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May 8, 2009

Fiqh of Promises

Salam.  I compiled these notes from the ‘Mawsuah’ volume 44 a while back.  As always those who are firmly grounded in Hanafi fiqh please send in any corrections.  Note: Please read carefully, the article is not saying it is ok to break promises, as some might misunderstand not fully reading it.  We ask Allah (Most High) to help us in keeping all of our promises.  Wassalam

-A promise can be for something which is unlawful, compulsory, permissible or recommended.

If the promise relates to that which is unlawful there is agreement amongst the scholars that it is not permitted to fulfill this promise. [Al-Adhkar of al-Nawawi with its commentary al-Futuhat al-Rabbaniyyah (6/258), Ahkam al-Quran of al-Jassas (3/442)]

The scholars have mentioned that the one who promises to carry out an act which is not permitted or is a sin, it is unlawful for him to fulfill any part of it. Such as someone promising another alcohol or the like. Therefore it is not correct to say that everyone who breaks a promise is sinful or blameworthy, rather in this scenario breaking the promise is an act of obedience and obligatory.  [Ahkam al-Quran of al-Jassas (3/442)]

As for one who promises something which in the shariah is compulsory, such as promising to fulfill something which is a duty upon them, then it is compulsory to keep that promise.  [Ahkam al-Quran of al-Jassas (3/442) Al-Futuhat al-Rabbaniyyah (6/258)]

If someone promises something which is permissible or recommended then they should fulfill their promise as this is from the signs of good character and characteristics of a believer.

The legal ruling for the above however is as follows: Fulfilling such a promise is not compulsory (wajib), except when the promise is linked to a condition, in which case it will become necessary to fulfill the promise. This is the position of the Hanafi’s, as Ibn Nujaim mentions quoting from the Qunyah that it is not necessary to fulfill a promise except if it is linked to a condition  [Al-Ashbah wal-Nazair of Ibn Nujaim p.344]

This is also mentioned in article 84 of the Majallah al-Ahkam al-Adaliyyah that: Promises in the form linked to conditions are necessary to fulfill

An example of this is: Zayd says to Amr: Pay off my loan from your wealth, and Amr promises to do so. Later Amr refuses to pay off Zayds loan as promised, then it is not incumbent on Amr to do so despite his making the promise.

As for the scenario that:  Sell this thing to so and so, and if he does not give the money for it I will give it, and then the purchaser does not give the money, then it is necessary for the one who made the promise to pay the price of the item as promised.  [Sharh al-Majallah of Ali Haydar (1/77)]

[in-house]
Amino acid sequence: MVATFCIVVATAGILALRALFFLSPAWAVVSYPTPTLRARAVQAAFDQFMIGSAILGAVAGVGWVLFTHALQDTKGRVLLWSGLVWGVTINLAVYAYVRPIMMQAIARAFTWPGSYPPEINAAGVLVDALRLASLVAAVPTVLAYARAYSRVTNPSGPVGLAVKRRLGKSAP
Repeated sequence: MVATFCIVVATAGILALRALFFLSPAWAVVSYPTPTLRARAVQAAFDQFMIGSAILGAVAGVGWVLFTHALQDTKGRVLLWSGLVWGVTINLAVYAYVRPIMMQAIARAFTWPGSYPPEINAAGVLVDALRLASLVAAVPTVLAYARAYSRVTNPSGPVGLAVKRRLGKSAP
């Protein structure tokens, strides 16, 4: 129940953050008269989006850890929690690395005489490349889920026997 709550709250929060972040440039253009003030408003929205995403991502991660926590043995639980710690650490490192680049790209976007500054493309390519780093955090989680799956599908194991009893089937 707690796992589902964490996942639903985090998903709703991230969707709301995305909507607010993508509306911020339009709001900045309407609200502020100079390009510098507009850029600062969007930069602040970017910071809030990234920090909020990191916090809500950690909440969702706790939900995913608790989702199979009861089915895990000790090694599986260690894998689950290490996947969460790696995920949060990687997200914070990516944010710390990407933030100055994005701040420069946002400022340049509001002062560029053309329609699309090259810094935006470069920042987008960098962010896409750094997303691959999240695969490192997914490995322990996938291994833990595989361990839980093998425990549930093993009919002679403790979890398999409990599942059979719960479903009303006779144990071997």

The basis of this ruling according to the Hanafi’s is that: A person informing another that they will do a thing in the future, if that thing is not already compulsory upon them, then it does not become necessary for them to fulfill it by making a promise to do so. As promises do not make acts where one has a choice to so something into one which becomes necessary on one to do so.  The reasoning of the Hanafi’s (in simple terms) is that when the promised is attached to a condition it is strengthened and thus becomes binding. [They also mention criteria for which conditions are valid- refer to Sharh al-Majallah (1/233,238,239) of al-Atasi and Rad al-Muhtar (4/22) of Ibn Abidin]

As for the scholars of the Hanafi schools interpretation of the verse of the Quran: ‘O you who believe, why do you say that which you do not do’. [Al-Saff:2]

They explain it as referring to a person making a promise whilst secretly in his mind not having an intention of fulfilling it. They also understand this verse to refer to a person who claims pious actions for himself which in reality he does not possess.  [Ahkam al-Quran (3/442) of al-Jassas]

As for the narration: “The signs of a hypocrite are three:…If he makes a promise he breaks it…”.

They have understood it to refer to a person who deliberately lies at the time of making a promise and has no intention of fulfilling it, as opposed to someone who finds him self in a situation where they cannot fulfill it.  [Mirqat al-Mafatih (1/106) of Mulla Ali al-Qari, Hashiyah al-Hamawi ala al-Ashbah wal-Nazair (2/110)]

The Hanafi scholars further added that breaking a promise in unlawful if a person makes it whilst secretly having no intention to fulfill it. As for if a person makes a promise and has the intention to fulfill it but is not able to then there is no sin attached. [Hashiyah al-Hamawi ala al-Ashbah (2/110)]

Most of the fuqaha have stated that the one who makes a promise should say the words: ‘Insha-Allah’, due to the Quranic verse and because the one making a promise does not know if he will be able to fulfill it or not. Therefore if he says ‘Inshallah’ and links his promise to the Will of Allah (the Exalted) he excuses himself in the scenario of being unable to fulfill it.  Imam al-Jassas from the Hanafi’s added that a promise which is made without mentioning ‘Inshallah’ is Makruh (disliked).  [Ahkam al-Quran (3/442) of al-Jassas]

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